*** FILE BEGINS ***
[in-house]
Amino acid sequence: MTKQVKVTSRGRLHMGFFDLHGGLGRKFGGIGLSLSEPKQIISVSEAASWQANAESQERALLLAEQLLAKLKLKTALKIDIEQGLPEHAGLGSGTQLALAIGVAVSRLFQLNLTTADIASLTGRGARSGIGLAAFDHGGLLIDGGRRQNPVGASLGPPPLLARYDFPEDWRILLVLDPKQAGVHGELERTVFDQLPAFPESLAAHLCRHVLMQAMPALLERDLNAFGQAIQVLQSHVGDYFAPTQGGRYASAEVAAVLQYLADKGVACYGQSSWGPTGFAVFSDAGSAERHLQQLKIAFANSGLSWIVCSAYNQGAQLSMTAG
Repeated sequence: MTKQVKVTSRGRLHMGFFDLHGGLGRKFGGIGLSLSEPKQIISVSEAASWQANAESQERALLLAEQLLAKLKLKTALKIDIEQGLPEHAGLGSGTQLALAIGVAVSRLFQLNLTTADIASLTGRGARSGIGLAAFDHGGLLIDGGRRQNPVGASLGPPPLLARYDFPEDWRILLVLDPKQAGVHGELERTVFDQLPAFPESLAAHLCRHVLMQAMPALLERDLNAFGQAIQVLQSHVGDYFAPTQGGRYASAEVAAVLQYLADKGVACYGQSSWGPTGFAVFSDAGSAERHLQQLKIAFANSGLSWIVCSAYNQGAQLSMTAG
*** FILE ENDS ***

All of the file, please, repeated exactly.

[in-house]
Amino acid sequence: MTKQVKVTSRGRLHMGFFDLHGGLGRKFGGIGLSLSEPKQIISVSEAASWQANAESQERALLLAEQLLAKLKLKTALKIDIEQGLPEHAGLGSGTQLALAIGVAVSRLFQLNLTTADIASLTGRGARSGIGLAAFDHGGLLIDGGRRQNPVGASLGPPPLLARYDFPEDWRILLVLDPKQAGVHGELERTVFDQLPAFPESLAAHLCRHVLMQAMPALLERDLNAFGQAIQVLQSHVGDYFAPTQGGRYASAEVAAVLQYLADKGVACYGQSSWGPTGFAVFSDAGSAERHLQQLKIAFANSGLSWIVCSAYNQGAQLSMTAG
Repeated sequence: MTKQVKVTSRGRLHMGFFDLHGGLGRKFGGIGLSLSEPKQIISVSEAASWQANAESQERALLLAEQLLAKLKLKTALKIDIEQGLPEHAGLGSGTQLALAIGVAVSRLFQLNLTTADIASLTGRGARSGIGLAAFDHGGLLIDGGRRQNPVGASLGPPPLLARYDFPEDWRILLVLDPKQAGVHGELERTVFDQLPAFPESLAAHLCRHVLMQAMPALLERDLNAFGQAIQVLQSHVGDYFAPTQGGRYASAEVAAVLQYLADKGVACYGQSSWGPTGFAVFSDAGSAERHLQQLKIAFANSGLSWIVCSAYNQGAQLSMTAG